Further, you will eat the flesh of your sons and the flesh of your daughters you will eat.
This is not because God wants this outcome! This is because His covenant people have rejected their God by choosing to live unholy lives these five times, turning to pagan gods and brutal practices!
Leviticus was laying out God’s law for His people before they ever entered the Promised Land. The people freely and willingly entered into a covenant relationship with God at Sinai. And God here is telling them that if they turn from Him, He will punish them for the breaking of the covenant. And part of that punishment is that He will turn them over to their own wickedness. Which unfortunately is exactly what happened.
(3) God judges Israel for the same type of sins that He judges the nations for. In Deuteronomy 20:18 Moses explains why the command is being given to utterly destroy their enemies:
so that they may not teach you to do according to all their detestable things which they have done for their gods, so that you would sin agaist the LORD your God.
When the people entered the land, they failed to follow God’s commands and rid the land of their enemies. They then conformed to the practices of the nations around them, by turning to the worship of Molech, Baal, and other pagan deities. In the western world we have a bit of a hard time identifying with this. We think, “Oh, they set up some stone idols and bowed down to them. That doesn’t seem like such a big deal…weird, but not such a big deal.” But what they actually did, was to sacrifice their children to these pagan gods by making them to “pass through the fire”. (2 Kings 16:3; 2 Kings 17:17; 2 Kings 21: 6; Jeremiah 19:4-6) They offered their children as live sacrifices to a stone image! And all of this to ensure that these foreign gods would bless their land with crops and the womb with children.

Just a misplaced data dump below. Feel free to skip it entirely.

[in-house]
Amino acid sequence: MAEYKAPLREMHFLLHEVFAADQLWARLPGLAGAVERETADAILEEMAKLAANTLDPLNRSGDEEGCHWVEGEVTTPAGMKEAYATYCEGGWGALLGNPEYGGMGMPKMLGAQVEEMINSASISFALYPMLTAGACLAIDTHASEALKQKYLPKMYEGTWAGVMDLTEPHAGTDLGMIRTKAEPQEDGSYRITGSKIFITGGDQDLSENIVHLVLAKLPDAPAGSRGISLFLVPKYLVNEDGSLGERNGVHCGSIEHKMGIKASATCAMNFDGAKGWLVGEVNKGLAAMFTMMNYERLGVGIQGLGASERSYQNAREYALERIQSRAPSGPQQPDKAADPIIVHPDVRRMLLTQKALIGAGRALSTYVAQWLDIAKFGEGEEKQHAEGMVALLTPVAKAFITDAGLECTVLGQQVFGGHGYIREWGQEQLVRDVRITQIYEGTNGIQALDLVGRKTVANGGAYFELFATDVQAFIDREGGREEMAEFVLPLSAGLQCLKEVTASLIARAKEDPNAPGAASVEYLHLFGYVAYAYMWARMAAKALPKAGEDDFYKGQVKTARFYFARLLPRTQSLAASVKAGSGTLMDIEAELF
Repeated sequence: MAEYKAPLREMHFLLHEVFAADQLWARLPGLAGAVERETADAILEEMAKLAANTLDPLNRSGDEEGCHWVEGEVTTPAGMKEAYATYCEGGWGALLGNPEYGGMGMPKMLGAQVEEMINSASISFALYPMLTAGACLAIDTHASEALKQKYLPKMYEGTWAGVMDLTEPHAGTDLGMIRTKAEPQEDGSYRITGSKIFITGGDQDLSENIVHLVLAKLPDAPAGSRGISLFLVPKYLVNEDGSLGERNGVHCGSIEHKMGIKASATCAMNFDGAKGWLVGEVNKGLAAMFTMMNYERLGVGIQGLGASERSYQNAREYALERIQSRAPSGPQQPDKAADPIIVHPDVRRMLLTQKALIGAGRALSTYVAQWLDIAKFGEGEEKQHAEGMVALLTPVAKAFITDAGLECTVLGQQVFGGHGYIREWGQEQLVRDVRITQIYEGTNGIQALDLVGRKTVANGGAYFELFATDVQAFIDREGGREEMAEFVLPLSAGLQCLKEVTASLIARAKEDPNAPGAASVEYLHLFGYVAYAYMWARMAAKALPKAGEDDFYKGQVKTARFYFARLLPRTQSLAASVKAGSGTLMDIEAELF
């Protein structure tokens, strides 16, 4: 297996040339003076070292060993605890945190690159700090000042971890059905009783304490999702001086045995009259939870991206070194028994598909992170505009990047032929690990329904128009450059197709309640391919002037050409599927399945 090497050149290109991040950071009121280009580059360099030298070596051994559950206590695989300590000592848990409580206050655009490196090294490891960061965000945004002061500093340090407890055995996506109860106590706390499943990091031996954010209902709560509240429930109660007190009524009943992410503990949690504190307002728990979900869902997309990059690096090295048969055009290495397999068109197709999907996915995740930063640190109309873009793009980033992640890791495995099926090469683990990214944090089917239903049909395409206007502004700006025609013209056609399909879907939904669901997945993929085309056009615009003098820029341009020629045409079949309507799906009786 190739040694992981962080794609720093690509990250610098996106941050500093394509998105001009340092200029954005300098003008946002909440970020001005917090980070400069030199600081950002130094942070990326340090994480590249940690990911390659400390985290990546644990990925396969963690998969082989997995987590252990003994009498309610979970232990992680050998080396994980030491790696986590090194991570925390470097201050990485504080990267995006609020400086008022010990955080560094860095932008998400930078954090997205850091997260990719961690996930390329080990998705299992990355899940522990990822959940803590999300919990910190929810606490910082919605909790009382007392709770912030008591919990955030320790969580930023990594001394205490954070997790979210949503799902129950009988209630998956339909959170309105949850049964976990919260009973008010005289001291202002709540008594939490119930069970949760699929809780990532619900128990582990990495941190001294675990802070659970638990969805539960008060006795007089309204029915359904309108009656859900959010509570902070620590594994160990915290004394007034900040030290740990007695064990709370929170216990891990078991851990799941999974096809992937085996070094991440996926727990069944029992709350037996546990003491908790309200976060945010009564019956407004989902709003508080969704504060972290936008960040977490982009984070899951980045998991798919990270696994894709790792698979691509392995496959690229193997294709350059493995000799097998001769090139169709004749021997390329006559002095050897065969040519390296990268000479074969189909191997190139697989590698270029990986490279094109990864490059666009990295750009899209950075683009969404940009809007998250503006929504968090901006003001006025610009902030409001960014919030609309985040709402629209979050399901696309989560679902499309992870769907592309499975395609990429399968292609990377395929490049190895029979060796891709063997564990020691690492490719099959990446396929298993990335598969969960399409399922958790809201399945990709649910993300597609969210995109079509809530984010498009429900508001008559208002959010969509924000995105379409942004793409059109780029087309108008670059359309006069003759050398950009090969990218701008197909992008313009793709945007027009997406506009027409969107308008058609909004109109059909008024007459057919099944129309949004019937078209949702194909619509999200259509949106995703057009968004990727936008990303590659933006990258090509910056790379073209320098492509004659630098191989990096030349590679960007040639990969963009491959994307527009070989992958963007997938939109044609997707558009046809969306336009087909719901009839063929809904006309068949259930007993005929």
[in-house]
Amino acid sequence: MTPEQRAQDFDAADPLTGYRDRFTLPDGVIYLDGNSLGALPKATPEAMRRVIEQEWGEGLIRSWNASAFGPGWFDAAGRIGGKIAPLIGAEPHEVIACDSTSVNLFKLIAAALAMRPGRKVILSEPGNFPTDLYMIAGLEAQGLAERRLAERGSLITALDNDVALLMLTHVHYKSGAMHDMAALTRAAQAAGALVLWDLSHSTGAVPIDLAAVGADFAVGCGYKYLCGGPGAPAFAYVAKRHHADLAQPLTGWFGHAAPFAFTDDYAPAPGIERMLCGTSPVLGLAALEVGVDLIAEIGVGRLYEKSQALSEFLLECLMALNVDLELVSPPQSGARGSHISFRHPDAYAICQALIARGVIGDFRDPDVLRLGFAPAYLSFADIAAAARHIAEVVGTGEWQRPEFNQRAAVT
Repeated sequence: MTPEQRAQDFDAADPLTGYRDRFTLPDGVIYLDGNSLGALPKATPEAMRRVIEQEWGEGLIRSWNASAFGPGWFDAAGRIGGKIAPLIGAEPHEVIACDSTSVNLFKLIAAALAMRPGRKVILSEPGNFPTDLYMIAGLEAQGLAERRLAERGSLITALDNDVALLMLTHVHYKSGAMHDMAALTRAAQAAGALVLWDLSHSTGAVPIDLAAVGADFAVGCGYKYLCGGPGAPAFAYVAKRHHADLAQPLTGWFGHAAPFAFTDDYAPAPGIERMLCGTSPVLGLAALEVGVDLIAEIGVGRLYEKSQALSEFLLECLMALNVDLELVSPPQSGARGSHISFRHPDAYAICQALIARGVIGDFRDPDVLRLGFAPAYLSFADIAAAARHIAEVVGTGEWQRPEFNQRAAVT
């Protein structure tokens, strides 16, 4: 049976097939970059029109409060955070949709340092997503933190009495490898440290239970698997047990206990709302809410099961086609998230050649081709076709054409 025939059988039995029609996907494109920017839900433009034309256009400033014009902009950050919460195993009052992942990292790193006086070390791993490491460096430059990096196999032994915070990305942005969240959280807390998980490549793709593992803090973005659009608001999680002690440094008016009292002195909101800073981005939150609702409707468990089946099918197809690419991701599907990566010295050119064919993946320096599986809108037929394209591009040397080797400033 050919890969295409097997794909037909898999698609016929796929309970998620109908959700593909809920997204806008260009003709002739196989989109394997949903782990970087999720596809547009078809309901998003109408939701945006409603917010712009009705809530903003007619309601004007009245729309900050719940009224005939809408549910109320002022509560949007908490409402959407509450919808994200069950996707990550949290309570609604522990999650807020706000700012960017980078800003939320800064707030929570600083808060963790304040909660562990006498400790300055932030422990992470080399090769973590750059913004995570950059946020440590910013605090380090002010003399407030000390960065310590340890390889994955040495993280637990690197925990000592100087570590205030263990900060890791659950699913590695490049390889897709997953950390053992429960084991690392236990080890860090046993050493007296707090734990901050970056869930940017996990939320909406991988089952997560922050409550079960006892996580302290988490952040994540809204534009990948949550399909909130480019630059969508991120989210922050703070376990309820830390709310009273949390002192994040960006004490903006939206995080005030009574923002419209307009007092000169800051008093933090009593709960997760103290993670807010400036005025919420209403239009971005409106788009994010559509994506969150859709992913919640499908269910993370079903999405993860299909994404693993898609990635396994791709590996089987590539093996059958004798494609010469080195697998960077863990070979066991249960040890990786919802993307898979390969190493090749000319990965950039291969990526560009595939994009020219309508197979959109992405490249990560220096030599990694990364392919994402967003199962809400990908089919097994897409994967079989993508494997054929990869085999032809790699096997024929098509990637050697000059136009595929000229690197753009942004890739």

So what God tells them is that if they walk in this way, their land will NOT produce crops, and eventually they will be so cut off from the land by famine, and besieged by their enemies, that when their children die they will turn to cannabalism. Refined and dignified people don’t do THAT, right?! Unfortunately they did.
When we look at the big picture what we see is the long-suffering nature of God, followed by punishment that is appropriate to the offense. God did not desire the death of children. His desire was to bless His people. But let’s be honest, when His people adopted the practices of the nations around them, they did not act in love toward their own children. They were willing to turn from the living God and put their trust in a stone idol with fire in its belly, offering their children to that dead deity. So God eventually lifted His hand and gave them over to the wickedness of their hearts, pouring out His wrath upon them. (See Romans 1:18-32)
Would God be truly loving if He turned a blind eye to this barbarism, ignoring the cries of the innocent as they fell upon deaf ears? I think not. God’s love and His justice are in direct proportion to one another. And here is where the cross comes into focus. God could not excuse the high treason that we, as sinners, each chose in our hearts. And yet, His heart still beats for us. He longs to rescue His people and restore us to a right relationship with Himself. So Jesus willingly came as the penal substitution, to take the full blow of the wrath of God upon Himself, to pay the debt that we owed, and to purchase our forgiveness and redemption, making us once again His own…if only we will turn to Him and humble ourselves.
It all sounds a bit harsh to modern ears. But in reality it speaks of the depth of our offense and the depravity of our hearts, all the while speaking of the love and justice of a God who longs for His people to be blessed with the greatest of all blessings…Himself!
How deep the Father’s love for us…